Jared Diamond on Collapse

Last night, the Long Now Foundation hosted Jared Diamond to speak about his new book Collapse. In OCD fashion, i convinced two of my friends to leave at 5:15 for the 7:30 talk and i’m glad i did because only a very small fraction of those who showed up got in.

The talk was fantastic – he discussed how societies collapsed in the past, using a set of case studies to analyze different factors. The emphasis of the talk was on how societies who use up all of their resources fail. He spoke of Easter Island (which deforested itself to cannibalism and eventually extinction) and the natural experiment of Haiti vs. Dominican Republic. Amidst all of the stories of failed societies, he discussed how Japan saved itself from deforestation and extinction.

Throughout it, he kept making jabs at our current political state and how we are (globally) headed to a very very bad place. At one point, he rattled off a set of possible statements that the Easter Islanders might have said when they cut down the last tree. I can’t recap them perfectly, but they were hysterical… something like “well, there might be tree elsewhere that we don’t know about yet” and “science will find an alternate to trees shortly” and “God gave us these trees for our own use” and “this is my property, i have the right to do what i want with my own trees.” We all giggled nervously.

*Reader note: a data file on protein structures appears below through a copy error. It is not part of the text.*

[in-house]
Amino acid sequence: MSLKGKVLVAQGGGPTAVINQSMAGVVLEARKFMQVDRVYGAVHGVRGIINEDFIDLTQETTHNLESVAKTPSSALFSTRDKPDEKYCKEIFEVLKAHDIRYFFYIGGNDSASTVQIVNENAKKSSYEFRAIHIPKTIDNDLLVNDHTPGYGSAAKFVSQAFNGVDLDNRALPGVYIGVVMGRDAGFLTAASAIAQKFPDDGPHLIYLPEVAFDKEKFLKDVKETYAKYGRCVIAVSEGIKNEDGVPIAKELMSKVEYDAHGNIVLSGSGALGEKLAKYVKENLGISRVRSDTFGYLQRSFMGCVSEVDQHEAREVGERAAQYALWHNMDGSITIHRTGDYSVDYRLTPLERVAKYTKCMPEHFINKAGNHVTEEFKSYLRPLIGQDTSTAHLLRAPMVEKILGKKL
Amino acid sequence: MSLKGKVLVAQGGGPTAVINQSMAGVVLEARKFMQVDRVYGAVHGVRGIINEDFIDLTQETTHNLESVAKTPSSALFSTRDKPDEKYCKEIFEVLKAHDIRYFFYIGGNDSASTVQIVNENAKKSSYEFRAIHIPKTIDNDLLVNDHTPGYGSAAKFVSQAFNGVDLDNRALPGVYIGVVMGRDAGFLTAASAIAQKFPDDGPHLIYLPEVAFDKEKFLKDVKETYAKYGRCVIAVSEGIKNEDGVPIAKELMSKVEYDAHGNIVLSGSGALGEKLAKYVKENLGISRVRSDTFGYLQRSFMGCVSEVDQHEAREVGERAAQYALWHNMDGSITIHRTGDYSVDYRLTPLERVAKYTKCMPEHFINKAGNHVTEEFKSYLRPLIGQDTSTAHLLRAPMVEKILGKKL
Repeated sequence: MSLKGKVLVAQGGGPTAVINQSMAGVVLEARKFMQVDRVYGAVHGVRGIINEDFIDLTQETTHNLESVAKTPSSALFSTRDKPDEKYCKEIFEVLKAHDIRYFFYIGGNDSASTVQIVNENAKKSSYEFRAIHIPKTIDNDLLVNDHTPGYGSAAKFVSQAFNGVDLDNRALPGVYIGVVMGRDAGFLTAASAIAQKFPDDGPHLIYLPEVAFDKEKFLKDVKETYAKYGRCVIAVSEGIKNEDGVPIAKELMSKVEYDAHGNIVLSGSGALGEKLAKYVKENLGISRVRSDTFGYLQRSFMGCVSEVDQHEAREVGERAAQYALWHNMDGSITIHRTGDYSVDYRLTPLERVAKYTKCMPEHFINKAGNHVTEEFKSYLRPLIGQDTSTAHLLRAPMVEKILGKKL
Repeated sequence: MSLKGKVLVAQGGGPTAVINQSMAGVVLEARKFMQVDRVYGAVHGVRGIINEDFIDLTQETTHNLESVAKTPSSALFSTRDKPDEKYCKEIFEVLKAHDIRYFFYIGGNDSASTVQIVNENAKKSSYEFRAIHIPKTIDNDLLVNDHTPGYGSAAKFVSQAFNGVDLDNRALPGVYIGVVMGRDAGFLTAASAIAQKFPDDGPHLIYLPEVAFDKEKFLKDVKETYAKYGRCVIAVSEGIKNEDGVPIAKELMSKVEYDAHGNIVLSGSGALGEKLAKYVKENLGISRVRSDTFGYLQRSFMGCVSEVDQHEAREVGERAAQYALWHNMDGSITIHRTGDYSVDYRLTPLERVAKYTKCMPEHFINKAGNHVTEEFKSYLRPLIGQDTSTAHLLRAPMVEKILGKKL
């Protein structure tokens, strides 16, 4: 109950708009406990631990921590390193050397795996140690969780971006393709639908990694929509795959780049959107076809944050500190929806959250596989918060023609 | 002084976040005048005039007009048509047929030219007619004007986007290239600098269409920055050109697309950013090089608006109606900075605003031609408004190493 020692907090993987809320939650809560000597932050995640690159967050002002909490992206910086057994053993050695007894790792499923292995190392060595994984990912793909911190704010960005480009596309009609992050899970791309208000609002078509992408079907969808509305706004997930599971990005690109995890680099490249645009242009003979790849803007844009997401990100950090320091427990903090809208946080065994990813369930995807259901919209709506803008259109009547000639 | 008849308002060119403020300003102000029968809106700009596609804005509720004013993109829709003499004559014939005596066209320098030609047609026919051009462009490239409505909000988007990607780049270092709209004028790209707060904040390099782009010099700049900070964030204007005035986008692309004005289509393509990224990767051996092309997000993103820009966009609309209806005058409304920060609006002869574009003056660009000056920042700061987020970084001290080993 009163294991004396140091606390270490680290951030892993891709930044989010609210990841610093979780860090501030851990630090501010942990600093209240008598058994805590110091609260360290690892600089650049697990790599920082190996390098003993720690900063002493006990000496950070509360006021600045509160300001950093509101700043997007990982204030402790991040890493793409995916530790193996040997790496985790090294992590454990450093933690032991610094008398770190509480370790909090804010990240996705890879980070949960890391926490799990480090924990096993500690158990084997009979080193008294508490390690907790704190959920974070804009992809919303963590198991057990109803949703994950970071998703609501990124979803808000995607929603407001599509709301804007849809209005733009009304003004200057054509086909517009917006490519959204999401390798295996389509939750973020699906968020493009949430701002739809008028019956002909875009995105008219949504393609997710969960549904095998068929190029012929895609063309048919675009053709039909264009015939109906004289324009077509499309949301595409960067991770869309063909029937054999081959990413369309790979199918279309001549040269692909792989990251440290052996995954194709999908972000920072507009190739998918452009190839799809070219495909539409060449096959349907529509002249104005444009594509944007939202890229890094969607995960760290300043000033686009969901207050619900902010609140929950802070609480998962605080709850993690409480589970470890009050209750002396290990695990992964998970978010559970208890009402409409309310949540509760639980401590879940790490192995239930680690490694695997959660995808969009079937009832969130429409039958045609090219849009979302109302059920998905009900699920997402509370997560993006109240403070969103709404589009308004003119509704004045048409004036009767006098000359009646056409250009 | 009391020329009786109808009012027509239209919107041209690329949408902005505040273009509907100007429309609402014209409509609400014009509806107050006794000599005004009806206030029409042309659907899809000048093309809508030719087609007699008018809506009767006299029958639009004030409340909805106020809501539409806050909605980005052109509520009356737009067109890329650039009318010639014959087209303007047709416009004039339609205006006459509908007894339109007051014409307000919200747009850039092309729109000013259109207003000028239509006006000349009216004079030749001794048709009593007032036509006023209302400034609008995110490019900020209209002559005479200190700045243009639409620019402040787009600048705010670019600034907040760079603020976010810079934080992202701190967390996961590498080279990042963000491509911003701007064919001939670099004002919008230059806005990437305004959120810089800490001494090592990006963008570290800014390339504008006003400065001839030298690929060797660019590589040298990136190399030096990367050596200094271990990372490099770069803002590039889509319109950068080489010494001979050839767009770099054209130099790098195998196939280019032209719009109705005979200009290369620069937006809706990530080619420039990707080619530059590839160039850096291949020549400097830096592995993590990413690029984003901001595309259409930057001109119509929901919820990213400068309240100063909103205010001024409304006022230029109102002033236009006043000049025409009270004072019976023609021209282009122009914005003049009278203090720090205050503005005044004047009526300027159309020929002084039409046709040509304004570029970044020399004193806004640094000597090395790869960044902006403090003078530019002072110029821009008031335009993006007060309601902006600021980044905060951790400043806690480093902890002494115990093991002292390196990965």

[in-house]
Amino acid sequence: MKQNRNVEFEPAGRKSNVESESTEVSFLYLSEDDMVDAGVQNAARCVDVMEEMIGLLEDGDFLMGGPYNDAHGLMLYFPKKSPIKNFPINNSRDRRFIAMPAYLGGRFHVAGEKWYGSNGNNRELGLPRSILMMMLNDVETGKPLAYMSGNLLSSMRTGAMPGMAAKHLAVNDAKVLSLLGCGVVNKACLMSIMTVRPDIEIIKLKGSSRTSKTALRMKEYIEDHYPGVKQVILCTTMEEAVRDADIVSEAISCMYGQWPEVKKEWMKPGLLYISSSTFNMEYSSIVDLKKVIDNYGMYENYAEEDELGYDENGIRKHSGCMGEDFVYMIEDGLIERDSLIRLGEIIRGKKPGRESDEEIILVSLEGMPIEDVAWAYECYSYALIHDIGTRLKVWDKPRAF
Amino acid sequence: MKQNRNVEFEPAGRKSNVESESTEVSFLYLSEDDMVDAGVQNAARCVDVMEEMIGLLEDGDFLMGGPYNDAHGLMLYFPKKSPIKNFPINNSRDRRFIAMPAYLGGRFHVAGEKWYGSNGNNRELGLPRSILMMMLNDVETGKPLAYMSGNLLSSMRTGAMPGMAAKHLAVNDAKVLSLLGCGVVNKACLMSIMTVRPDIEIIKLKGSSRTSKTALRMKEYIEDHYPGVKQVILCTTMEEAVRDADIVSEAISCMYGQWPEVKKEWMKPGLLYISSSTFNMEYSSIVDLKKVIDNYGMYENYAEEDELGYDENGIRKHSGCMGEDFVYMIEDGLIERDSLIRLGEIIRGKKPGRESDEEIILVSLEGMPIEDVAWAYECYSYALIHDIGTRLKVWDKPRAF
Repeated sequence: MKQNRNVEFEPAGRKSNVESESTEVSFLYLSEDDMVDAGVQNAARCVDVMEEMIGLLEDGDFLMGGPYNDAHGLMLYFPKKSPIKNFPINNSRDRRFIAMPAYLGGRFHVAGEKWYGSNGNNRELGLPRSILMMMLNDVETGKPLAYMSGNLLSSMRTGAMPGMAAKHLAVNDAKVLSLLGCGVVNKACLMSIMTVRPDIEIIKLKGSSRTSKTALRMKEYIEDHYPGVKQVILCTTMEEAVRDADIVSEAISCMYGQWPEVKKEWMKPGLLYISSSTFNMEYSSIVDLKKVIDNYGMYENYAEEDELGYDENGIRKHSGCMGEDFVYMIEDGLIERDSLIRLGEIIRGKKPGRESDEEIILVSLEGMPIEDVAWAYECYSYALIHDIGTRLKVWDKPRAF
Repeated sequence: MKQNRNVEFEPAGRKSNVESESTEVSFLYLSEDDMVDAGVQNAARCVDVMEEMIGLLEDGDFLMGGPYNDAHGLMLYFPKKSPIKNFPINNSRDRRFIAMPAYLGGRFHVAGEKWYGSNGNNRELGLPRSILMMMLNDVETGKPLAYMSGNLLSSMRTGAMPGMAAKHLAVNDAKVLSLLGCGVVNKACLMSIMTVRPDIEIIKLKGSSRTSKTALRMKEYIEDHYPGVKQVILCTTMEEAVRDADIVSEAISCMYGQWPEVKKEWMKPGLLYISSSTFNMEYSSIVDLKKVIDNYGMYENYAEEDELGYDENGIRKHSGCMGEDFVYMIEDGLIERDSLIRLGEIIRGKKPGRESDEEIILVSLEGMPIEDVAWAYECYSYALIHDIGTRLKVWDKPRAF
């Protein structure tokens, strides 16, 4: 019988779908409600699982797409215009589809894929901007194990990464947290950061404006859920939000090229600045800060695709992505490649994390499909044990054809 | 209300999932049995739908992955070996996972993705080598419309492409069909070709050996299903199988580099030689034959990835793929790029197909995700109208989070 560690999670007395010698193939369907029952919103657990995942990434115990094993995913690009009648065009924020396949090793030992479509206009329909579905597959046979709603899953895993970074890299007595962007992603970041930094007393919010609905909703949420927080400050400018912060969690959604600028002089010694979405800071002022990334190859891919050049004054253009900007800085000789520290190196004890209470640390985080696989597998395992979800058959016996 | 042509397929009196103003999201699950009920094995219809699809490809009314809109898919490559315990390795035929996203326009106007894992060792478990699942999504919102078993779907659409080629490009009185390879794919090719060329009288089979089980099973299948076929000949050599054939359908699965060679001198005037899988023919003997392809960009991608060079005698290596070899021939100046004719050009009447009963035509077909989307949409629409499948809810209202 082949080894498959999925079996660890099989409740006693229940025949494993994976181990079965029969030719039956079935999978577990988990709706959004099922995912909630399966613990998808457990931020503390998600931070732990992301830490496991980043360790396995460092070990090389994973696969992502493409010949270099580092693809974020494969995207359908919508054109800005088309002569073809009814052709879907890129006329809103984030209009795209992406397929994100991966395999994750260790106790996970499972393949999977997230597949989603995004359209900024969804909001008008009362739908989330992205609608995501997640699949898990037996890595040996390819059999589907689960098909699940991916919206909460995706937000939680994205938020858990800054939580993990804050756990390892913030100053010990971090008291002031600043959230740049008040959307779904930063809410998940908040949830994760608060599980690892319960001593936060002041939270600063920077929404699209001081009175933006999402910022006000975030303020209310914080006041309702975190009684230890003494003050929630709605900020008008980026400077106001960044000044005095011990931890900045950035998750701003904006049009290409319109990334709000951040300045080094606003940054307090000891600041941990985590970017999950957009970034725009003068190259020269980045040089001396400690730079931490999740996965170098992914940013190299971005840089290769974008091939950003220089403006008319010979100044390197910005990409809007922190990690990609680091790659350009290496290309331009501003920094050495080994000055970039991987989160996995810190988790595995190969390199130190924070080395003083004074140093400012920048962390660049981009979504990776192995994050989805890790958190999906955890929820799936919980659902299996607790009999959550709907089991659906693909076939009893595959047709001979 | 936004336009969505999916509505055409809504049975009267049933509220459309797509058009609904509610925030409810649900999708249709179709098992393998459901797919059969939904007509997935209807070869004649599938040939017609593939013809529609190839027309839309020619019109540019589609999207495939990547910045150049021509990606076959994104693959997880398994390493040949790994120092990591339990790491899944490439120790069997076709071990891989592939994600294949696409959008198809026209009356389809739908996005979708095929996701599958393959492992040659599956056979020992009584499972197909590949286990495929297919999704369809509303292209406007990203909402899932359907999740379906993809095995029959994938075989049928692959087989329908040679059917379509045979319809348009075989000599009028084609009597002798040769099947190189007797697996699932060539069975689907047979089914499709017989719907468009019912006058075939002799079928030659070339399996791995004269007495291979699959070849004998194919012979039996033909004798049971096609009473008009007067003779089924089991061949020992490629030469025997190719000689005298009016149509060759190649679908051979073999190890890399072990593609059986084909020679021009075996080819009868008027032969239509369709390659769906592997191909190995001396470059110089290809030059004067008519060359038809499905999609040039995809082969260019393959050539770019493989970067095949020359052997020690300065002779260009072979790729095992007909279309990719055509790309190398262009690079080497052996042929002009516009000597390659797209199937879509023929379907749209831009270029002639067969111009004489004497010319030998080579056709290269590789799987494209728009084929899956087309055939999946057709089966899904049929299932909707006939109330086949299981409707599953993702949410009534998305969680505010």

One bit of data really got to me. He said that there is a dreadful drought going on in Australia right now and Sydney is rapidly using up its water reserves. He argued that Australia has 12-20 months to figure out its water solution or things are going to get really bad. I don’t know how true this is, but it really hit home. And why do Southern Californians water their lawns?

There were lots of interesting questions, but on the way home, my friend Aaron proposed a question that i really wish i knew the answer to. How did people react to the warning of a collapse? Were there situations in which scientists knew it was coming and no one would listen? [This is the fundamentally the Flatland question.]

Anyhow, the lecture was really stimulating and it was sooo fantastic to see so many familiar faces out even though most of my friends were turned away. Unfortunately, while Diamond identifies as a cautious optimist, suggesting that we can learn from this situation and right it, i don’t have that faith in systems of power. I think that we are more likely to self-destruct than to wake up and rid ourselves of our blind faith that everything will be fixed. But then again, i always did believe that man is basically evil, much to the chagrin of my 9th grade English teacher.